Right, on with the show.  WHO is going to be Star Baker?  The third and final test is the Showstopper Challenge.  They have to bake a novelty chocolate portrait cake, featuring a picture of someone they all know and recognise.

Personally, I'd do Mr Uppity.  He's just the right colour for a chocolate cake.  What about you?

Brand's gone for the Archbishop Desmond Tutu, which is probably a better, more inspiring choice.  One of the reasons is she doesn't think she has ever seen him on a cake before.  She should get out more - he's a common enough feature on tea tables round my way.

Oliver's doing Paul Hollywood.  Not ACTUALLY.  Well, she may be, but not on camera.  There's comedy and there's Just Too Far.  But she's putting Paul Hollywood's face on the cake.  It's a SECRET though; she doesn't tell him.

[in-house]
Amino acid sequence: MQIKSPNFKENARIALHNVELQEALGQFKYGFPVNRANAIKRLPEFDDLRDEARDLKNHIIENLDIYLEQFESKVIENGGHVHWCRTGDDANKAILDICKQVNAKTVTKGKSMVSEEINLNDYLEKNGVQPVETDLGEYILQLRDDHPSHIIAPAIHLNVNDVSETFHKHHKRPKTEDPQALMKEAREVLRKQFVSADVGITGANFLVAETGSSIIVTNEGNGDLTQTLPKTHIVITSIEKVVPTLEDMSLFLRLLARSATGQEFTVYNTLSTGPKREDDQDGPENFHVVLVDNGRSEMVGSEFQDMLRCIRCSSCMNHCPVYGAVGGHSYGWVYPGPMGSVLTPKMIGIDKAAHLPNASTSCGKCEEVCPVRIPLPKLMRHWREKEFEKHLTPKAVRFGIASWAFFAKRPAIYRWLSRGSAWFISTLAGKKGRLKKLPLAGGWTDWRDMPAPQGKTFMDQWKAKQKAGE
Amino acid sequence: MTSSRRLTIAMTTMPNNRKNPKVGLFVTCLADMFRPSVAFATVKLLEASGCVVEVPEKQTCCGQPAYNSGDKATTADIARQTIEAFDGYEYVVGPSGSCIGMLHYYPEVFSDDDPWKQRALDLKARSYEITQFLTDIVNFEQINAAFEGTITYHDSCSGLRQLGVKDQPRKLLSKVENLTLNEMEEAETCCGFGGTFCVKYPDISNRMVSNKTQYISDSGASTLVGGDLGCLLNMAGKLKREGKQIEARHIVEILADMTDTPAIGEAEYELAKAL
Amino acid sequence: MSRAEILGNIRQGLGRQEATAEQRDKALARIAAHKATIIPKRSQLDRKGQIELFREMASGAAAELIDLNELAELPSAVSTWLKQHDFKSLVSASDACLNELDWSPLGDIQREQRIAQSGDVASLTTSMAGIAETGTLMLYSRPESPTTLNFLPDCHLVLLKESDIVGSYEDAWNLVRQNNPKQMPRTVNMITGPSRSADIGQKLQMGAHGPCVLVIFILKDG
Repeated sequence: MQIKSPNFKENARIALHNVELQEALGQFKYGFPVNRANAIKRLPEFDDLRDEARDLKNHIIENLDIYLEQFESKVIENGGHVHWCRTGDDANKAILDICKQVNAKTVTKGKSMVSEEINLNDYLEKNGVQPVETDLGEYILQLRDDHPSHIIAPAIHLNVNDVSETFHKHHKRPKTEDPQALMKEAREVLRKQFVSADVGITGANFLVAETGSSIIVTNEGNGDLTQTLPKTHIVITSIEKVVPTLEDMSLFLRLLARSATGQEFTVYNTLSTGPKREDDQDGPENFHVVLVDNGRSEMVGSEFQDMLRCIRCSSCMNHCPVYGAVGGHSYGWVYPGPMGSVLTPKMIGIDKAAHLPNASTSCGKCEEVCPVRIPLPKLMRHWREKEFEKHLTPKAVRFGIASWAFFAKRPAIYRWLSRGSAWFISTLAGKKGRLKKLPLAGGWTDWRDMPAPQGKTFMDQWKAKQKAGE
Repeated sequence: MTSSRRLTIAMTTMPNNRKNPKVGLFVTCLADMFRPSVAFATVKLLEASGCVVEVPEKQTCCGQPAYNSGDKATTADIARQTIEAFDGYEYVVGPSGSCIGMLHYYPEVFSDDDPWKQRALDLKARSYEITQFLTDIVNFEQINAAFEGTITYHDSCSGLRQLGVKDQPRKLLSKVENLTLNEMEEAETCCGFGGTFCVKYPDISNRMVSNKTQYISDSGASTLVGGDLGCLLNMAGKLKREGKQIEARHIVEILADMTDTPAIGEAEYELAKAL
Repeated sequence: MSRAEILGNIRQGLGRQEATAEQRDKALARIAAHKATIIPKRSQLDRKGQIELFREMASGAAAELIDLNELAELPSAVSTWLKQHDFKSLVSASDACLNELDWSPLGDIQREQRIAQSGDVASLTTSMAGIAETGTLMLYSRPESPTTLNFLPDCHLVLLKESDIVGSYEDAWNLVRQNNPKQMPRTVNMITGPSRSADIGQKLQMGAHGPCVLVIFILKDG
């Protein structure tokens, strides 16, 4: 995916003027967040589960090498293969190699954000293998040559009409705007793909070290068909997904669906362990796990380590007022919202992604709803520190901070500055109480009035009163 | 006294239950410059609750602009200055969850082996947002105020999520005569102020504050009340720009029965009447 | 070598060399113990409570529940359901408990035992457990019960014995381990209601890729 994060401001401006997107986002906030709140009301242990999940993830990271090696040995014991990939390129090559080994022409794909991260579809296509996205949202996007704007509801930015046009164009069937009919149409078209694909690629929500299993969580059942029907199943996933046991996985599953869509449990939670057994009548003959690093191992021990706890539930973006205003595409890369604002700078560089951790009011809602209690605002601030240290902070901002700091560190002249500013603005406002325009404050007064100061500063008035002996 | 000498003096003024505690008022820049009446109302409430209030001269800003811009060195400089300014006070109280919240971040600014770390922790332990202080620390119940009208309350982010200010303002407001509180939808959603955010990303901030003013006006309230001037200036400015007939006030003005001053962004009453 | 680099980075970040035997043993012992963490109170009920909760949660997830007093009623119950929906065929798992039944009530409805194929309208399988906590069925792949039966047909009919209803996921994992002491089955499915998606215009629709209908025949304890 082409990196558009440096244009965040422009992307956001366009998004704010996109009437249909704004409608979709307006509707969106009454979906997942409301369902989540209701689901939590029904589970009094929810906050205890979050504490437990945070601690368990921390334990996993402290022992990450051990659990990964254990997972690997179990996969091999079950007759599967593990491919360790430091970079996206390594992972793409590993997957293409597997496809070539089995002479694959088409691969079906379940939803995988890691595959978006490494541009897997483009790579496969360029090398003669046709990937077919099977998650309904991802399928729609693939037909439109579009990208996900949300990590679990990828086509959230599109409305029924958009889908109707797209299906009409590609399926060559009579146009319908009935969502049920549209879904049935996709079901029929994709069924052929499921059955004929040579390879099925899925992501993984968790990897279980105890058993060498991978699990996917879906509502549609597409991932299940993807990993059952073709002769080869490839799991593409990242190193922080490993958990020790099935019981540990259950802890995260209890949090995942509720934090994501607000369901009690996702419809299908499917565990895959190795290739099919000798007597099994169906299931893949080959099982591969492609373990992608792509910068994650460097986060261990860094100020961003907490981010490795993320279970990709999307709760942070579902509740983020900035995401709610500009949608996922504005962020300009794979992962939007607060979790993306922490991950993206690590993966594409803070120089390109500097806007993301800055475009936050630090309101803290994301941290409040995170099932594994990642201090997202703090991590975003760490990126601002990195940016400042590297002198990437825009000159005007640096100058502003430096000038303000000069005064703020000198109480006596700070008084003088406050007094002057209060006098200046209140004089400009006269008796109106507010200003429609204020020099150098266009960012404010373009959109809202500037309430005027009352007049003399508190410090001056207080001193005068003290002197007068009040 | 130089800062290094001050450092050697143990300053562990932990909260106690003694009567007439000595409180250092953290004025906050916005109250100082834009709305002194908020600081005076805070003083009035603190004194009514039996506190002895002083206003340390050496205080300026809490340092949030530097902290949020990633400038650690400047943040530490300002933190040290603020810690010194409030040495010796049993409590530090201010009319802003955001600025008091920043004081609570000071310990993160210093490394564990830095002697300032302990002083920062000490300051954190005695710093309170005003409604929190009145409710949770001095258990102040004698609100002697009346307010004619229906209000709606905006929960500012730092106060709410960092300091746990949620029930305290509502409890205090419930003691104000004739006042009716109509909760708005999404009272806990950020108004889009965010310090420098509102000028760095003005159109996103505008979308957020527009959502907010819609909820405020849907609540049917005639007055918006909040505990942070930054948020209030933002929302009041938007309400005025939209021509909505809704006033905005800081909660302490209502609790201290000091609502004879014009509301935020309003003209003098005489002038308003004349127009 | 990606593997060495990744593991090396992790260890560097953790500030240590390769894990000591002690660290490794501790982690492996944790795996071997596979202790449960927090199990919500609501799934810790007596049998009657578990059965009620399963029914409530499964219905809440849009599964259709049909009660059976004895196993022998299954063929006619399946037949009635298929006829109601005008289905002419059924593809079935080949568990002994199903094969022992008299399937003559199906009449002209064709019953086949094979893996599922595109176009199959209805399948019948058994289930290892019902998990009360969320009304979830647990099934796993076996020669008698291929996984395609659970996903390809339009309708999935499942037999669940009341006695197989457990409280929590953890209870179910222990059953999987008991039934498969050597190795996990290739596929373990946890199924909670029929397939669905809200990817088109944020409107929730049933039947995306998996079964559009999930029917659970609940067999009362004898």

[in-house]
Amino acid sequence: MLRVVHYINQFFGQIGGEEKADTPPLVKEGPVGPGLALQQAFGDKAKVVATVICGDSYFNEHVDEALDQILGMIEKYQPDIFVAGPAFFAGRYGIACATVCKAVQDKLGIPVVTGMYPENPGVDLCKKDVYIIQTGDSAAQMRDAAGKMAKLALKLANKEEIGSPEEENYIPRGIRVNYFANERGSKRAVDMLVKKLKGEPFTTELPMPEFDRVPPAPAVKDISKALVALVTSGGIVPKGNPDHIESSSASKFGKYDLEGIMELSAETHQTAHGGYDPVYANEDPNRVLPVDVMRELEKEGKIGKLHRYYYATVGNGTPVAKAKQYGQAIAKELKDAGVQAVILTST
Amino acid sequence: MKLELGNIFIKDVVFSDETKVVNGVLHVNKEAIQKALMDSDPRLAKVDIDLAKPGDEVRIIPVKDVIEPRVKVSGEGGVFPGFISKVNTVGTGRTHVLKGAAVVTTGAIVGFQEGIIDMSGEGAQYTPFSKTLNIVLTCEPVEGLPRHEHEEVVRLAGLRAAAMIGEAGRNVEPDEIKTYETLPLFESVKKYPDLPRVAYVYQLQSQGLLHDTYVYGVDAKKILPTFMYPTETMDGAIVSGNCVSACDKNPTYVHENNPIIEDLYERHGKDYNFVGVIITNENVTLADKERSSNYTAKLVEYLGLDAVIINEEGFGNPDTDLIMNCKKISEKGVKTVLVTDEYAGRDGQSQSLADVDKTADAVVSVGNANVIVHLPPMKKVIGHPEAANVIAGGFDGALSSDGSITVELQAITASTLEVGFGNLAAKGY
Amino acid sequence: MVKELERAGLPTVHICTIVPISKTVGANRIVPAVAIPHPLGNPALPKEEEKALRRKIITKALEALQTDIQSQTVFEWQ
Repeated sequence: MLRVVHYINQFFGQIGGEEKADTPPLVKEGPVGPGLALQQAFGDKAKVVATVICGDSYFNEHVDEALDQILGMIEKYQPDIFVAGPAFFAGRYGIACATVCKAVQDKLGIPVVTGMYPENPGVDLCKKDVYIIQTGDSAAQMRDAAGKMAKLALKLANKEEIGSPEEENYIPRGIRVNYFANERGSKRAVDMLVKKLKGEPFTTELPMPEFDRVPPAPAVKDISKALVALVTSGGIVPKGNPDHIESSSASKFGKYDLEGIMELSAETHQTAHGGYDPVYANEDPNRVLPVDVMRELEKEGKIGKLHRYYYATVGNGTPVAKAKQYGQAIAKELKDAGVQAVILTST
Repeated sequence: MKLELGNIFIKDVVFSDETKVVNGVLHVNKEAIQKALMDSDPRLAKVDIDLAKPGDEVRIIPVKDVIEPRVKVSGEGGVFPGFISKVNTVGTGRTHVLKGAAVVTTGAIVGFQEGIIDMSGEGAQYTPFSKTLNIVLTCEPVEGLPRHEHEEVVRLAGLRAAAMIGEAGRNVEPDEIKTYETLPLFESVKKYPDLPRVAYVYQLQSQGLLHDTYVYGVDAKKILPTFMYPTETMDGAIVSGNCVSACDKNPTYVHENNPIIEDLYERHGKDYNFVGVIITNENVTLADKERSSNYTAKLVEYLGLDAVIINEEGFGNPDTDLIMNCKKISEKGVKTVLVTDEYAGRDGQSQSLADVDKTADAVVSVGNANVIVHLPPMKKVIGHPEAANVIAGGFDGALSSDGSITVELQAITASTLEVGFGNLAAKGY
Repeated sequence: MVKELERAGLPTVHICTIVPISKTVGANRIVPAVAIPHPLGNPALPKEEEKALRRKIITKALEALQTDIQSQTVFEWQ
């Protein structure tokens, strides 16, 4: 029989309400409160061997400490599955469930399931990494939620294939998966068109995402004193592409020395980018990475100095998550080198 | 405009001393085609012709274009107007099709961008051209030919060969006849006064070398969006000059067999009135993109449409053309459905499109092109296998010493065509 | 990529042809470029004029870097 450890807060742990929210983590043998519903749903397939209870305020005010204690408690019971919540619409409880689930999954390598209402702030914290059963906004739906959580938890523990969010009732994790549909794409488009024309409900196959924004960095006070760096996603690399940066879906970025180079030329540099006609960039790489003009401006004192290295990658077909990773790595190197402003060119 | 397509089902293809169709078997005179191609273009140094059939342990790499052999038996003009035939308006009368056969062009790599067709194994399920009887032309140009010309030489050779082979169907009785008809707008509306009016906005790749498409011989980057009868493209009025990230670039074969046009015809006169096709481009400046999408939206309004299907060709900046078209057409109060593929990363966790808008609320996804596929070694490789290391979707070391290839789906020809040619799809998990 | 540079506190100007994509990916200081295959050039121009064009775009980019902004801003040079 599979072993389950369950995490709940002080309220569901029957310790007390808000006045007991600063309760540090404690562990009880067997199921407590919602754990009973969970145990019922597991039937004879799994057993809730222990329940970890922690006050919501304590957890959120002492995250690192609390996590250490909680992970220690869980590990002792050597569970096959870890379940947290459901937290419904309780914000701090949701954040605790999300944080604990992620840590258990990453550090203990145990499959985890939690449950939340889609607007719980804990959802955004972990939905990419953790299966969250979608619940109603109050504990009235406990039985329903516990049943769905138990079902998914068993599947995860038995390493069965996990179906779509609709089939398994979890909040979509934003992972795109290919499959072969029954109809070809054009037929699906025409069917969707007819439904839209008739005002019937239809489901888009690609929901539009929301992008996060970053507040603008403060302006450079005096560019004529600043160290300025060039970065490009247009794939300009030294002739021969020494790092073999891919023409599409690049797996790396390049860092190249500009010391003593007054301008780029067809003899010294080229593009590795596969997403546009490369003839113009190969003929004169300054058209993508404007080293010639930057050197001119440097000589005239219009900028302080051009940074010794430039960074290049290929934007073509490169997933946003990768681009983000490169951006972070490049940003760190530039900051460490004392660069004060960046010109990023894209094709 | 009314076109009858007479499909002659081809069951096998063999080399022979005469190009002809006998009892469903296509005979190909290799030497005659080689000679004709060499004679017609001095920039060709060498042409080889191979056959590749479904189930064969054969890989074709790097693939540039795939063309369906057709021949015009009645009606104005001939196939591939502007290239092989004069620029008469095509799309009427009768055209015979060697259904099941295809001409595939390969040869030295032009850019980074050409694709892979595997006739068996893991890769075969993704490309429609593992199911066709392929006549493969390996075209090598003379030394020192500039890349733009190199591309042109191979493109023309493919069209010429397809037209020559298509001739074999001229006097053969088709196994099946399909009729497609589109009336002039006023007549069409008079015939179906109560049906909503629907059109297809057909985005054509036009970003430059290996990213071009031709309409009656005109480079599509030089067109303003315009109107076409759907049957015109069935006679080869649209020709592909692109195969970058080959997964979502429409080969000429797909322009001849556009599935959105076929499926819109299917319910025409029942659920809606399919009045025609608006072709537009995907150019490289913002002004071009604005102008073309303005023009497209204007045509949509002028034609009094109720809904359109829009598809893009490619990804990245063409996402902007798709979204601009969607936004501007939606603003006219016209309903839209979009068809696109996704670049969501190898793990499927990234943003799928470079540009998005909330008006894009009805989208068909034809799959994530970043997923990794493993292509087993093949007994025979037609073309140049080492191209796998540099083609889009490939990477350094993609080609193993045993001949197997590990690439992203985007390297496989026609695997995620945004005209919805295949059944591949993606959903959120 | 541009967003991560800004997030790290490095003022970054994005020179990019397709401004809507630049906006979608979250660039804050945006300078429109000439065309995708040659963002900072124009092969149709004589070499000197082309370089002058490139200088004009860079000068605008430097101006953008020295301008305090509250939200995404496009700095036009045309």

Stephen K Amos is putting a glitter picture of himself on the top.  The giant narcissist.

Watson - well, it's going to be sticky, isn't it?  She's using white chocolate and fresh raspberries.  And Sue Perkins will feature - ahhh.  Hollywood points out her cake has split, so she uses a beater instead of her hand to mix the next version.

Into the oven now, with Brand imploring her cake to "be good".  She's gone for a cup of tea in the sunshine, relaxed as fuck.

Stephen K Amos is cooking his chocolate to death.  It's gone as grainy as a filthy pap long-distance telephoto picture of Kate Middleton topless.

Oliver's having a mare.  She forgot to put raising agent in the orange sponge.  She has to start again, with one hour to go.  Whoops.  It takes 45 minutes to bake...  It'll be tight!